We knew there was a big swell coming in, so when the alarm blared on my phone at 8 a.m., my first sleepy thought was that we were flooding and needed to evacuate. It’s the waves, I thought drowsily. Then I read the notice on my phone.
“Emergency Alert BALLISTIC MISSILE THREAT INBOUND TO HAWAII. SEEK IMMEDIATE SHELTER. THIS IS NOT A DRILL.”
We’re not really disaster preppers on Oahu. Most of us grab our hurricane provisions in a mad rush to Costco and Walmart in the days before a storm hits. And we have a long history of pulling together during crisis. Aloha is a state of mind, but it’s also shown through actions. Our sense of community, known as ohana, is strong. We all sink or swim together. So that was the excuse I’d given myself for not ensuring that we were prepared as a family to shelter in place during a nuclear strike. That and a big fat case of denial that the country I love has devolved to such a place.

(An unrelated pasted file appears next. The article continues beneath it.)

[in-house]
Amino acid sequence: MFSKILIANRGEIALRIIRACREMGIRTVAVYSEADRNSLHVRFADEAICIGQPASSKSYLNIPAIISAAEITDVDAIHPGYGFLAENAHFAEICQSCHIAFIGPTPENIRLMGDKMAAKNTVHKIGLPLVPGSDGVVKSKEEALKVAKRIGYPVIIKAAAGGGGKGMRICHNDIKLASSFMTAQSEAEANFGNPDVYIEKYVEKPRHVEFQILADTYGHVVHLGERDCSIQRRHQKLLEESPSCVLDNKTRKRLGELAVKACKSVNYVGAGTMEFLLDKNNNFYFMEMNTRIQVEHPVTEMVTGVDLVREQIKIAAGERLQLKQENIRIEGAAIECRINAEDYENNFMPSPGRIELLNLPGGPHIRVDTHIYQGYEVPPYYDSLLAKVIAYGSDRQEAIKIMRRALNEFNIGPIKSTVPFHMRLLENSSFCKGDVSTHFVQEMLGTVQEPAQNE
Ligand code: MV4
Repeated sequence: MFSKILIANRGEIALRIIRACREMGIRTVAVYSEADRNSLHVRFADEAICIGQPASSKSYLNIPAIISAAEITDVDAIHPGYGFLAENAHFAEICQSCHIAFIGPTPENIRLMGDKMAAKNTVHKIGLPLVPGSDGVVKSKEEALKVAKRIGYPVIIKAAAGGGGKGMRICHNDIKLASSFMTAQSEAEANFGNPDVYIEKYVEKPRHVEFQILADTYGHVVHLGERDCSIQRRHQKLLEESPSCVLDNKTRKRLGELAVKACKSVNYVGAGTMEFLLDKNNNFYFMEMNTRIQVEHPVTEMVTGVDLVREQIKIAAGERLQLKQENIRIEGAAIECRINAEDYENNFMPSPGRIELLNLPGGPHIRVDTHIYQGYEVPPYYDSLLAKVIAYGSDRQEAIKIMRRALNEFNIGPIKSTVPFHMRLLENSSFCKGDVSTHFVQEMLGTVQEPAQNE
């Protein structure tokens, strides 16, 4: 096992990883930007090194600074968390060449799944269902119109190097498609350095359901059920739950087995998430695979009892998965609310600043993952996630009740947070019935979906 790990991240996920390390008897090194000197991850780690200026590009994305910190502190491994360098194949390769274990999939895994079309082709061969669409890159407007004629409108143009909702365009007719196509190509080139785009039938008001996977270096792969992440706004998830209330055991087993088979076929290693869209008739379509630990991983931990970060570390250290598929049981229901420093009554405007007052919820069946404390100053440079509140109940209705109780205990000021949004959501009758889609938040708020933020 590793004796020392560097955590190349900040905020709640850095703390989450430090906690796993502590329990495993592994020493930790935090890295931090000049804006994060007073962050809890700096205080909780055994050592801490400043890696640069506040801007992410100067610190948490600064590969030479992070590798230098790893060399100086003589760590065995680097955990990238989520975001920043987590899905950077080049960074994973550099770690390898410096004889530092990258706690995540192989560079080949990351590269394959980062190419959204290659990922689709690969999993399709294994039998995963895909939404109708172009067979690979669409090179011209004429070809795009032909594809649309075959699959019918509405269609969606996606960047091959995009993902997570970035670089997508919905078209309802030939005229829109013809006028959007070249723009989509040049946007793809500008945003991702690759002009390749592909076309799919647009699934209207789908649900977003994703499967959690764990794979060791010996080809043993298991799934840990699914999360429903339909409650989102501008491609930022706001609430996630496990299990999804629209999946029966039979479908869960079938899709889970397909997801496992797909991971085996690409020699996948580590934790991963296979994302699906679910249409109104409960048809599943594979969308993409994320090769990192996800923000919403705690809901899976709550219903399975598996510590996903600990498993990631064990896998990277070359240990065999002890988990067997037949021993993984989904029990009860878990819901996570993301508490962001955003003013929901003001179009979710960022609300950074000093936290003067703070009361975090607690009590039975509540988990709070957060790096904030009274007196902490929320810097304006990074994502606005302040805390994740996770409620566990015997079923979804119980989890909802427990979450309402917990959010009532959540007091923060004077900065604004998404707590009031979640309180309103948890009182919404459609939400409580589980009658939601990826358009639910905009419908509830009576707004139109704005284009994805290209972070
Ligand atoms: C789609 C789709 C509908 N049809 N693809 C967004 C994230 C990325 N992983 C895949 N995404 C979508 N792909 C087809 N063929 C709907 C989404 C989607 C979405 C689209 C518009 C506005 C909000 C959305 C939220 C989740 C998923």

I was home with my daughter, my service dog Pono, and Rosie the chinchilla, who belongs to my daughter, Abby. When I read the alarm, I jump out of bed and grab my glasses. I run to Abigail’s room. “Get up honey. You have to get up right now. Right now. Grab your pillow. Go to the bathroom. Turn on the tub and run it. Turn it off when it’s full. Sit in the corner. Wait for me. Be brave. I’ll be right there.” I give her a hug and a kiss and run off.
I run past Rosie in her huge cage and make a calculated decision that she won’t come into the bathroom with us. The cage wouldn’t fit and I wasn’t about to have a loose chinchilla running around during a nuclear disaster. I think about how my daughter would never trust…